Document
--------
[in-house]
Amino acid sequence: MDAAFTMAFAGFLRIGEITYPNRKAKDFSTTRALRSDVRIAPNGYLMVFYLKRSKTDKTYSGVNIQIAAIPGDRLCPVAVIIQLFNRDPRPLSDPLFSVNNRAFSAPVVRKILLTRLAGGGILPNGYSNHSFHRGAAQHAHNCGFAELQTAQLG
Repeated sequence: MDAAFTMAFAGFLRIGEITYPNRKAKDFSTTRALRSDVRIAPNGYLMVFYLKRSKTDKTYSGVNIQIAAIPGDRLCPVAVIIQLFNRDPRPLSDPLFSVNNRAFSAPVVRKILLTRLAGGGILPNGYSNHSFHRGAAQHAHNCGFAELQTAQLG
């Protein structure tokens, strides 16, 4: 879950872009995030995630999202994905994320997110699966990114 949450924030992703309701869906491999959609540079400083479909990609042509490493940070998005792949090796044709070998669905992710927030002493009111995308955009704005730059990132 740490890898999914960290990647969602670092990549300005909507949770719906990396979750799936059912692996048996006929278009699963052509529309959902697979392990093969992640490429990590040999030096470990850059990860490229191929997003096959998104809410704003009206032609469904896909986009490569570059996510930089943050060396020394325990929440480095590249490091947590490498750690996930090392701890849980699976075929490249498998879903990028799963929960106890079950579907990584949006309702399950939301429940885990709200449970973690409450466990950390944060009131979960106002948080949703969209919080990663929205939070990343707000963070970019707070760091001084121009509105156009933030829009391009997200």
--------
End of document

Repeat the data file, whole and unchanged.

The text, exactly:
[in-house]
Amino acid sequence: MDAAFTMAFAGFLRIGEITYPNRKAKDFSTTRALRSDVRIAPNGYLMVFYLKRSKTDKTYSGVNIQIAAIPGDRLCPVAVIIQLFNRDPRPLSDPLFSVNNRAFSAPVVRKILLTRLAGGGILPNGYSNHSFHRGAAQHAHNCGFAELQTAQLG
Repeated sequence: MDAAFTMAFAGFLRIGEITYPNRKAKDFSTTRALRSDVRIAPNGYLMVFYLKRSKTDKTYSGVNIQIAAIPGDRLCPVAVIIQLFNRDPRPLSDPLFSVNNRAFSAPVVRKILLTRLAGGGILPNGYSNHSFHRGAAQHAHNCGFAELQTAQLG
């Protein structure tokens, strides 16, 4: 879950872009995030995630999202994905994320997110699966990114 949450924030992703309701869906491999959609540079400083479909990609042509490493940070998005792949090796044709070998669905992710927030002493009111995308955009704005730059990132 740490890898999914960290990647969602670092990549300005909507949770719906990396979750799936059912692996048996006929278009699963052509529309959902697979392990093969992640490429990590040999030096470990850059990860490229191929997003096959998104809410704003009206032609469904896909986009490569570059996510930089943050060396020394325990929440480095590249490091947590490498750690996930090392701890849980699976075929490249498998879903990028799963929960106890079950579907990584949006309702399950939301429940885990709200449970973690409450466990950390944060009131979960106002948080949703969209919080990663929205939070990343707000963070970019707070760091001084121009509105156009933030829009391009997200």